Nestled among 53 acres in Tobaccoville is a place where people of all ages and abilities can achieve wholeness and acceptance.
For Laura Pallavicini, it is a magical place. She discovered Riverwood Therapeutic Riding Center in 1999 when, fresh out of UNC-Chapel Hill, she moved to Winston-Salem for work. Before long the accomplished equestrian became a volunteer and part-time instructor at the center. By 2000, Pallavicini had left her day job to become Riverwood’s first full-time program director. She, like so many others, had found a place to call home.
“What this center is doing is changing lives,” Pallavicini says of the internationally accredited nonprofit that offers equine-assisted activities and therapies to children and adults with special needs.
“People with disabilities have an inclusive place where they can be themselves and can develop strength, mobility and relationships.”
“There is a lot of hope and a lot of joy out here. It is a safe place in the world right now.”
Founded by Susan Hubbard in 1995, Riverwood serves more than 750 people a year from Forsyth, Yadkin, Stokes, Surry and Davie counties through its therapeutic riding, equine-facilitated learning, community-based learning and mobile outreach programs. Last year Hubbard passed the reins of executive director to Pallavicini.
“I know how hard these families have to work to find the right resources and support for their children,” Pallavicini says, “and I am honored, so deeply honored, to be a part of that journey for them.”
Phillippa Stiles was just 7 when she began her journey at Riverwood. Known as “Philly” among friends and family, she was adopted from a Russian orphanage at age 3 and soon thereafter diagnosed with fetal alcohol spectrum disorders that cause cognitive and developmental delays.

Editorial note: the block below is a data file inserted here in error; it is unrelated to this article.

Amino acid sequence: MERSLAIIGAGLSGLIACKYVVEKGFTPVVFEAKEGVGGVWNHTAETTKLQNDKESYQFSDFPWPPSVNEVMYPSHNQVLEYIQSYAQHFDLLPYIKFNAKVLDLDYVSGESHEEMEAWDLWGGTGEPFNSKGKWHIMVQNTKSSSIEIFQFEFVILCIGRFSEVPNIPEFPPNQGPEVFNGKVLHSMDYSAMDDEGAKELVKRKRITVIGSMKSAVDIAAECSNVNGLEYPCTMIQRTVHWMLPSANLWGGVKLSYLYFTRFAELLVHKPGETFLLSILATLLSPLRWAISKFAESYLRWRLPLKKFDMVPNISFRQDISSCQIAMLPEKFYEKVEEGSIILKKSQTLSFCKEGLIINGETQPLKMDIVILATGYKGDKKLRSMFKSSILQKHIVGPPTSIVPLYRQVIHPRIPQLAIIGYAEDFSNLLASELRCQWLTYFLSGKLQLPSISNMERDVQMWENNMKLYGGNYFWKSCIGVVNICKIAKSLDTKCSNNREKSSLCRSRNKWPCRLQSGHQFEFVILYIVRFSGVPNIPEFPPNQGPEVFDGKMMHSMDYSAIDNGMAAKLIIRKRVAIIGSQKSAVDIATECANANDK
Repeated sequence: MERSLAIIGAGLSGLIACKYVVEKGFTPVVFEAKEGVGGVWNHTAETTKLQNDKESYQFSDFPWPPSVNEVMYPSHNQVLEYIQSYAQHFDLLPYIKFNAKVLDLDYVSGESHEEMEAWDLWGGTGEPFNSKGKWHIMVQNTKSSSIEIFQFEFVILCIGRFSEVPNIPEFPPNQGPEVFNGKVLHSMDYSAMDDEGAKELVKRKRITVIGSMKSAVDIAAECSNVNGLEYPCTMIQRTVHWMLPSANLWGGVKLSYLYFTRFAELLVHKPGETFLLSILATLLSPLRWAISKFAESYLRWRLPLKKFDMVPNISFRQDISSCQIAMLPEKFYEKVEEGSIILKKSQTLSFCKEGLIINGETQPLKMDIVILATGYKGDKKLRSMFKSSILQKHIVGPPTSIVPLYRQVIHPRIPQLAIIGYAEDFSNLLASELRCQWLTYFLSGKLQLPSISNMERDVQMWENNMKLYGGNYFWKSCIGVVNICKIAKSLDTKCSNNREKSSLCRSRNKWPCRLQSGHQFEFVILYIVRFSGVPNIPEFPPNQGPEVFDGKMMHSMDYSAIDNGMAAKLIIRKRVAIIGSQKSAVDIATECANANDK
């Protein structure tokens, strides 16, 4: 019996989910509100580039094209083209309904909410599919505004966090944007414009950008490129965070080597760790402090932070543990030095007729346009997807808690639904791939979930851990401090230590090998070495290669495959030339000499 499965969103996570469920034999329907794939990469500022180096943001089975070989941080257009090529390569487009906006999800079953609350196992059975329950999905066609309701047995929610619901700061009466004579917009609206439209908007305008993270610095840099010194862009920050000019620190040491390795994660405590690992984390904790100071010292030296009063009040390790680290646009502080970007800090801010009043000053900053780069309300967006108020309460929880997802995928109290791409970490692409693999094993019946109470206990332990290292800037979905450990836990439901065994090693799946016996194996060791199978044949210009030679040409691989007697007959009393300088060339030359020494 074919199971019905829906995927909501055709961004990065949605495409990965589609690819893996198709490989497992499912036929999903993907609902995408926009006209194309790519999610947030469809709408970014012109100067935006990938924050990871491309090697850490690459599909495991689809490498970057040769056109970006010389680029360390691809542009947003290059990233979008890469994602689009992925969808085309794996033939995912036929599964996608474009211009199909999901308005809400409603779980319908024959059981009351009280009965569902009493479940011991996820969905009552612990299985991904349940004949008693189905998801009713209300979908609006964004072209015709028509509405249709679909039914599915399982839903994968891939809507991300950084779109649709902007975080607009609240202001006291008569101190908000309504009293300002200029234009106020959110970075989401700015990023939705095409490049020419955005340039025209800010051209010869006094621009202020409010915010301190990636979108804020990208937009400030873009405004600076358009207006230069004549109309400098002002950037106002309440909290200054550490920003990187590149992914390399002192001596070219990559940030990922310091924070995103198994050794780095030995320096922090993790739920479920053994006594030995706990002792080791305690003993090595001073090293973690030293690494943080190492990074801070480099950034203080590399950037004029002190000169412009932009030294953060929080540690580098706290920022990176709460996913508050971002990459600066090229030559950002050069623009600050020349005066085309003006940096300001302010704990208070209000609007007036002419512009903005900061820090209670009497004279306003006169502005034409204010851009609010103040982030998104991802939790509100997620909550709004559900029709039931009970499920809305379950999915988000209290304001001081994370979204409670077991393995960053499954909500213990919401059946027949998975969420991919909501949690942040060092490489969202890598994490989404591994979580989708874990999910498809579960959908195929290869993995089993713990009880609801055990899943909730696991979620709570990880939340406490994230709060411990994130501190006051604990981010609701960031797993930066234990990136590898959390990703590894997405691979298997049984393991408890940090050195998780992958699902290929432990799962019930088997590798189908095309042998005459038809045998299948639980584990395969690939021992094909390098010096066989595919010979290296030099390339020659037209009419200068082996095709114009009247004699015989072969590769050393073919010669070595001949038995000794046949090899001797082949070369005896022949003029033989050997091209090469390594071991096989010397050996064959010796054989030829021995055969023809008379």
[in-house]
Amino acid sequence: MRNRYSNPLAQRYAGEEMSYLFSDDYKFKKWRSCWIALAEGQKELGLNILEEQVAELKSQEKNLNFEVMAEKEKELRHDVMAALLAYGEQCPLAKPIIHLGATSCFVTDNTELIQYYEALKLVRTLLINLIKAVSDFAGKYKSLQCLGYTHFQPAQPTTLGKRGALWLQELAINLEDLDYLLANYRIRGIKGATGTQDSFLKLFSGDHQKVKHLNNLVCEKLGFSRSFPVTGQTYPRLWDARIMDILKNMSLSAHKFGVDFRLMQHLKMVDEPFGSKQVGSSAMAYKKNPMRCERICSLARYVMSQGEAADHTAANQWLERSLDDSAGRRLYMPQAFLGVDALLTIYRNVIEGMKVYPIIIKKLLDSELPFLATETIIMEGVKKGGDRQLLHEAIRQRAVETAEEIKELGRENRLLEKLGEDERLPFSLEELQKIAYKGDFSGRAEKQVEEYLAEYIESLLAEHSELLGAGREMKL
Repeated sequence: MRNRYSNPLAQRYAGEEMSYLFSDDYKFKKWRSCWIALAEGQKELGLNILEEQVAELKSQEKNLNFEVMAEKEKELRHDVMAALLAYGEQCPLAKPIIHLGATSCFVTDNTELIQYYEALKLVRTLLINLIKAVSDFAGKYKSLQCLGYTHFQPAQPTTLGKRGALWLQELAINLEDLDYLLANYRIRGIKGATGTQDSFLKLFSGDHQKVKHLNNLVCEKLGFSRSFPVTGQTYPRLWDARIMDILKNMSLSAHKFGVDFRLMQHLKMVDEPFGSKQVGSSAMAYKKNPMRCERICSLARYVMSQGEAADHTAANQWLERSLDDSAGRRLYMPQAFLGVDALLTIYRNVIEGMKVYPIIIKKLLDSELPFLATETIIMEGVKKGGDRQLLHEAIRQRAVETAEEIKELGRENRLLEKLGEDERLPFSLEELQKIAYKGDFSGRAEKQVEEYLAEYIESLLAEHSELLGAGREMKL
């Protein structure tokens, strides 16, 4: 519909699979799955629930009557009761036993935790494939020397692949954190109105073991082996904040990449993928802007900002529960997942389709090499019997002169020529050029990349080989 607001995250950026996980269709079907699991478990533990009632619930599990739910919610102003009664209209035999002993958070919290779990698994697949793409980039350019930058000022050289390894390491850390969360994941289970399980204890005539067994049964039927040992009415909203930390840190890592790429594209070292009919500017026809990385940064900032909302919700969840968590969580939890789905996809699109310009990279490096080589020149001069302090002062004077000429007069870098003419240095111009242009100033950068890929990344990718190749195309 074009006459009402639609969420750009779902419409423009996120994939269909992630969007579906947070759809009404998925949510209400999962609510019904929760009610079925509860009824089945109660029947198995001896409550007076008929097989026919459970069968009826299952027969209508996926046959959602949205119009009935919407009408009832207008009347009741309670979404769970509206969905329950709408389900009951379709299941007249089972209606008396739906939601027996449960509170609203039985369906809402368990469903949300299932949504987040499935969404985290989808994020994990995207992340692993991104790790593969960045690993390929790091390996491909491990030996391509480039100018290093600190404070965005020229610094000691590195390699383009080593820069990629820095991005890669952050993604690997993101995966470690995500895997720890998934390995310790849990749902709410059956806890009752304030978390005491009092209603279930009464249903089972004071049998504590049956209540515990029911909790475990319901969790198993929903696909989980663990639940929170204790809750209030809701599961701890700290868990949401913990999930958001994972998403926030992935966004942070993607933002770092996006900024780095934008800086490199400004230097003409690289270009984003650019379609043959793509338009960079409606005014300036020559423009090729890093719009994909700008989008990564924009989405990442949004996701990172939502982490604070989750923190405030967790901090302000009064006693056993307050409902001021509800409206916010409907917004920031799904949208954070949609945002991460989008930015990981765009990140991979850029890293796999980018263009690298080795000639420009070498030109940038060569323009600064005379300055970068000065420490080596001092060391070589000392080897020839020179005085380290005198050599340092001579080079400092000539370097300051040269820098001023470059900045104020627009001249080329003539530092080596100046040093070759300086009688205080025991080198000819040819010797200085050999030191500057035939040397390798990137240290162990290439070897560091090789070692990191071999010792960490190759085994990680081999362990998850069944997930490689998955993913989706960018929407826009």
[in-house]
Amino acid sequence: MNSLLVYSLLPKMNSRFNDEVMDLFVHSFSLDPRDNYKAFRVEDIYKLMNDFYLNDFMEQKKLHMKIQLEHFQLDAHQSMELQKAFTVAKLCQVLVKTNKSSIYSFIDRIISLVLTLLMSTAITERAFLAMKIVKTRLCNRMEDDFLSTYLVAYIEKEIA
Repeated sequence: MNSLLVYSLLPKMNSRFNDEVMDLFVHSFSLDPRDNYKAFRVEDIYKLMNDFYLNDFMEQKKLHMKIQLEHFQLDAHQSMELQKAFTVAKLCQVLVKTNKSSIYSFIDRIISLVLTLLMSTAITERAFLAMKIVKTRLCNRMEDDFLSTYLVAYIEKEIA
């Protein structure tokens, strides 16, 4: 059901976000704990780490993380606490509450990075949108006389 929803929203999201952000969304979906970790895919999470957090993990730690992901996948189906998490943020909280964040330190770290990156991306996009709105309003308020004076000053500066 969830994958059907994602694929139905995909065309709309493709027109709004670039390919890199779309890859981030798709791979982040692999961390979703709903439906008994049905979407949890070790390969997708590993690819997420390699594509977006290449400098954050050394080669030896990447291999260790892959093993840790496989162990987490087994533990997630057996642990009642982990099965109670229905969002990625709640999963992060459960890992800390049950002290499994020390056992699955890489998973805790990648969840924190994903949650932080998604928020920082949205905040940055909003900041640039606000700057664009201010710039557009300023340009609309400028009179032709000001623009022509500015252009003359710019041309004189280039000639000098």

For Philly and her mother, Lissa Stiles, Riverwood is a safe haven of acceptance and support. Now a vibrant 17-year-old, Philly is an active member of the center’s competitive horse showing team and performs confidently in front of large audiences in North Carolina and Virginia. The many ribbons displayed on doors throughout the Stiles home are a testament to just how far she’s come.
“We are now hanging them on her loft bed. Some kids just throw them in a box, but she loves seeing her ribbons all over the place,” Lissa says. “Riverwood has been a great place for her to grow up. It is very much a family.”
Finding the center has been equally important to Lissa, a veterinary technician at Shallowford Animal Hospital.
“I am a single parent to a special-needs child. It can be very isolating,” she explains. “The closest friends I have made have been here, because we all are fighting a very similar battle.”
From children with cerebral palsy to senior citizens with Parkinson’s disease, Pallavicini has witnessed time and again the power of Riverwood’s programs to transform lives.
“Their whole self can shine through here. They are not being judged. They are not being put into a box,” the executive director says.
“To take someone like Philly, who has struggled with even the simplest step-by-step directions, and watch her do a 15-step dressage test from memory is really remarkable. It is just a magical place.”
Riverwood received a $14,401 Community Grant in 2017 to support an executive transition from its founder to a new executive director. Since 1999, the Foundation has provided grant support to Riverwood totaling more than $187,000.